6. Tyler Wade physically looks like Jacoby Ellsbury. He swings like Ellsbury. He grounds out to the right side like Ellsbury. He runs like Ellsbury. He sucks like Ellsbury.
It’s laughable to think back a few weeks ago when Wade complained about not being on the Opening Day roster and getting sent down to begin the season. Maybe get a hit once in a while or do anything productive at the plate more than once a month and fans will accept your complaint when you aren’t part of the team.
7. I’m a little worried Aaron Hicks isn’t going to be ready for his April 1 return date. That’s not a typo. The Yankees said during spring training, Hicks might be ready for Opening Day, but would most likely be held out until the first game of the second series of the season against the Tigers on April 1. That game was two weeks ago.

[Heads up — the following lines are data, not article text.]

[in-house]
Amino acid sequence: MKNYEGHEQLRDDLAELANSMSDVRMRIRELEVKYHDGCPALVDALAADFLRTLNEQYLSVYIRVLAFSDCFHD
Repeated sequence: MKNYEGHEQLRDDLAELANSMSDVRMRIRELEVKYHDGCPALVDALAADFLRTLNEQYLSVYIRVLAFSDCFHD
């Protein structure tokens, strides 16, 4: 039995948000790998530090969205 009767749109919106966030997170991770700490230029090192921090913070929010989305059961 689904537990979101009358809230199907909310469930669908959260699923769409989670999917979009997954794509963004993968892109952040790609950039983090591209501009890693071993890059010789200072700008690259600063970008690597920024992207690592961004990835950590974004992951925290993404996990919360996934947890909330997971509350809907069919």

Prior to the season, in my individual Yankees over/under blog, I set the amount of games Hicks would play this season at 145, allowing him to miss 17 games. He has already missed 15. Unless he’s in the lineup on Wednesday night against the Red Sox, the under will already be clinched.
My book The Next Yankees Era: My Transition from the Core Four to the Baby Bombers is now available as an ebook!